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Looks like a Flite, but it has either had the decals removed or they bought it without. Either way just seeing the hack half leads me to believe it is at least the same frame as the Flite, but not branded.
 

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Discussion Starter · #4 · (Edited)
I have one of these unmarked "prototype" Flites. Sette was not the only company to sell this exact frame, there was another company that marketed them as well. Buffalo cycles or something like that. I'll post it if I find it.

In those SRAM videos and I believe on Sette's frames, the bracket for the lower shock mount has straight lines and a right angle bend. On my frame the bracket has a lower profile and has a curved bend. See below:



EDIT: OK, found it. Harvey Cycles sells exactly the same frame. Well, not exactly, but close. The downtube has a different shape.
https://www.harveycycles.com/PNF.html
 

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So, just curious, what's the general consensous these days? would the sette be better,or how would it be different, with a horst link. Maybe it's a bit of a trollish question, but i have an azonic saber, which has the horst link but is otherwise very similar in layout,more heavily gusseted ,leaning a bit more towards AM/freeride, but similar enough to be compared.
 

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Discussion Starter · #7 · (Edited)
herbn said:
So, just curious, what's the general consensous these days? would the sette be better,or how would it be different, with a horst link. Maybe it's a bit of a trollish question, but i have an azonic saber, which has the horst link but is otherwise very similar in layout,more heavily gusseted ,leaning a bit more towards AM/freeride, but similar enough to be compared.
That's a good question. I've often wondered how the exact same bike would ride with a Horst link instead of a faux bar. I have read that it doesn't make much of a difference, and I have never been on a Horst link bike except a quick parking lot test, so I can't really compare the two. I think the main advantage of Horst is less brake jack. In a faux bar design the rear wheel has the same wheel path as a single pivot bike, and the only thing that's different is the leverage ratio curve. The company that makes the bikes, Astro Engineering of Taiwan, has a version of the Sette frame with a Horst link. Perhaps Sette/Pricepoint will sell those at one point?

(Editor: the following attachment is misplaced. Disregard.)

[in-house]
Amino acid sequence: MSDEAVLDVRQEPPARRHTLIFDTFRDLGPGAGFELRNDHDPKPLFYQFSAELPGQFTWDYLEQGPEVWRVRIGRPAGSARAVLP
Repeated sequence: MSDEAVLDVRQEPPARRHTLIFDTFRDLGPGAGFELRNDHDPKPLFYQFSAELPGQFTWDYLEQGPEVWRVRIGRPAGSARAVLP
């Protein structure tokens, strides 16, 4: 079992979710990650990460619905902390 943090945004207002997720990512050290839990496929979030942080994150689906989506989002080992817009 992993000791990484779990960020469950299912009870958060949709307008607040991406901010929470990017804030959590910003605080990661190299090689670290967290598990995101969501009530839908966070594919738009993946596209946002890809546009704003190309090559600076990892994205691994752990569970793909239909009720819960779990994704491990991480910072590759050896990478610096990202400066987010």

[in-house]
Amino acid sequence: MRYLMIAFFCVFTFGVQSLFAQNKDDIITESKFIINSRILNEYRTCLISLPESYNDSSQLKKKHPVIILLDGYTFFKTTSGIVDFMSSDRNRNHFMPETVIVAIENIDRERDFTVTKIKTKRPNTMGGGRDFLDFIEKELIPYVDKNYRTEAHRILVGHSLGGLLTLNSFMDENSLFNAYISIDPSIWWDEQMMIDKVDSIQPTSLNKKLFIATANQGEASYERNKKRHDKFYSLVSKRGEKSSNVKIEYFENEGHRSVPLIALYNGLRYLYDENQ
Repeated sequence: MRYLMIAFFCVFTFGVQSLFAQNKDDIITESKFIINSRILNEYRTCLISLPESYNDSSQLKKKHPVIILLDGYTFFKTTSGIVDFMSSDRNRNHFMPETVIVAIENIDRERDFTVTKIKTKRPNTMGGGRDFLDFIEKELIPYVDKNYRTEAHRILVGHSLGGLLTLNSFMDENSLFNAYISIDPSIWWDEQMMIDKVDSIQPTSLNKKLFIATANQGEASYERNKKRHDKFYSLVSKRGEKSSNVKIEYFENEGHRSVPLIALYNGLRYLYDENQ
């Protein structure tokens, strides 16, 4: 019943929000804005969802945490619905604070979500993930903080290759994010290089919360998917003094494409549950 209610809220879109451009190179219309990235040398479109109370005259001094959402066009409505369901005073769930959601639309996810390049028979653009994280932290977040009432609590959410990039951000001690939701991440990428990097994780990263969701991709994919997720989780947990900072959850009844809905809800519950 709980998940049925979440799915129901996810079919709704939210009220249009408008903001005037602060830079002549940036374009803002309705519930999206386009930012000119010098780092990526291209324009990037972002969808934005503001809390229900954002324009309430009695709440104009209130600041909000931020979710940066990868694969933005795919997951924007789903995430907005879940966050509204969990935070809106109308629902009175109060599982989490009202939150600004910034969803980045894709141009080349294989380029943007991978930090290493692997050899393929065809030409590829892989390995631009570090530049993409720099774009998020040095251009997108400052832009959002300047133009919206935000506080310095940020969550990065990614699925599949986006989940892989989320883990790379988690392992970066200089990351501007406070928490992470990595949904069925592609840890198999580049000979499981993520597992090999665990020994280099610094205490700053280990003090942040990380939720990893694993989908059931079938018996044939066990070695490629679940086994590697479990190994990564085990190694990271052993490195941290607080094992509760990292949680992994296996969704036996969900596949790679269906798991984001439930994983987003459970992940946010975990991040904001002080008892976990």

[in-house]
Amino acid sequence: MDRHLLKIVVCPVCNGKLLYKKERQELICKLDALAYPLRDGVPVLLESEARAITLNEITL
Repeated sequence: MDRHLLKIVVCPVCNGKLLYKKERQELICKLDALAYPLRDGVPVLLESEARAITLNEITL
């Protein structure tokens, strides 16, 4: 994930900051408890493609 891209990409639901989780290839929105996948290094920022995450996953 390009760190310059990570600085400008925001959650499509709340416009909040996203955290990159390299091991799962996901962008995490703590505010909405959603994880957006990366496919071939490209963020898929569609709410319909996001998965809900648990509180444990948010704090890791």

If someone has a copy of Linkage, they could draw up both frames and plot the wheel path and leverage ratio for comparison.
 

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Discussion Starter · #9 ·
Dictatorsaurus said:
What is the Flite suspension design called?
It's a four-bar design with a seatstay pivot, called "faux bar" to distinguish it from the Horst link with its chainstay pivot. The two linkages are exactly the same, but in the faux bar the "output crank" (bar that wheel is attached to) is the same as the "input" crank (chainstays), so it works very similar to a single pivot.
 

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NedwannaB
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Serious, really?

derailin_palin said:
That's a good question. I think the main advantage of Horst is less brake jack. In a faux bar design the rear wheel has the same wheel path as a single pivot bike
I hear this all the time. brake jack, Brake Jack BRAKE JACK! I'm sure in the race scene it matters, but in recreation riding, which most of us do, why does this come up as a negative so often?? What did we do for sooo long without the fancy wheeel paths. I don't see SC changing the SL/Heckler models much thru out the years.

So, I have question, can't most of the infamous brake jack syndrom be simply corrected by EFFECTIVE BRAKING?? Just say'n. :cool:

Edit: Does anyone suffer with this problem on their Flite???
 

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derailin_palin said:
It's a four-bar design with a seatstay pivot, called "faux bar" to distinguish it from the Horst link with its chainstay pivot. The two linkages are exactly the same, but in the faux bar the "output crank" (bar that wheel is attached to) is the same as the "input" crank (chainstays), so it works very similar to a single pivot.
At the end of the day very few of us are racing with these bikes. With all the different suspension types, do they really make that big of a difference for us recreational riders?
 

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Discussion Starter · #13 ·
If you take your recreation seriously, it might. For example, you might not be a racer, but you enjoy going down fast and climbing efficiently. As for the specifics of horst vs faux bar, I've haven't put a horst bike through its paces sufficiently to give an opinion on that.
 

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derailin_palin said:
If you take your recreation seriously, it might. For example, you might not be a racer, but you enjoy going down fast and climbing efficiently. As for the specifics of horst vs faux bar, I've haven't put a horst bike through its paces sufficiently to give an opinion on that.
I'd really like to know the difference on how they both work and if the Horst is really any better.

Aside from doing a search on the forum, do you have any good links comparing both?
 

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when i rode a mtn cycle san andreas as a xc bike and eventually converted it into a dh bike,it was pretty much the rule to be really good with using the front brake and the back suspension was set up kind of soft so a little rear brake wouldn't lock things up front sprockets were 44 or 46 teeth so they wouldn't feed into the back suspension as much.
 
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